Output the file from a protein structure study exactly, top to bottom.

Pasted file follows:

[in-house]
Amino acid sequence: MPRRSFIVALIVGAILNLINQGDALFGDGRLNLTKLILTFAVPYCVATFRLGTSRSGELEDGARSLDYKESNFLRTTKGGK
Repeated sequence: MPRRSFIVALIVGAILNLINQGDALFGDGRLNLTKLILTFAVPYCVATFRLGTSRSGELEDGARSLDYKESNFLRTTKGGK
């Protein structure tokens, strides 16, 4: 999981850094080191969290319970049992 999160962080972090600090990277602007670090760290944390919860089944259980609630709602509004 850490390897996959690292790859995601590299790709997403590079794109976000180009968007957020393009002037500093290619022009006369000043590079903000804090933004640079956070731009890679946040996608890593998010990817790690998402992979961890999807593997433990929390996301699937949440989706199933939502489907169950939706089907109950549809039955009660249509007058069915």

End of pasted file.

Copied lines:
[in-house]
Amino acid sequence: MPRRSFIVALIVGAILNLINQGDALFGDGRLNLTKLILTFAVPYCVATFRLGTSRSGELEDGARSLDYKESNFLRTTKGGK
Repeated sequence: MPRRSFIVALIVGAILNLINQGDALFGDGRLNLTKLILTFAVPYCVATFRLGTSRSGELEDGARSLDYKESNFLRTTKGGK
């Protein structure tokens, strides 16, 4: 999981850094080191969290319970049992 999160962080972090600090990277602007670090760290944390919860089944259980609630709602509004 850490390897996959690292790859995601590299790709997403590079794109976000180009968007957020393009002037500093290619022009006369000043590079903000804090933004640079956070731009890679946040996608890593998010990817790690998402992979961890999807593997433990929390996301699937949440989706199933939502489907169950939706089907109950549809039955009660249509007058069915």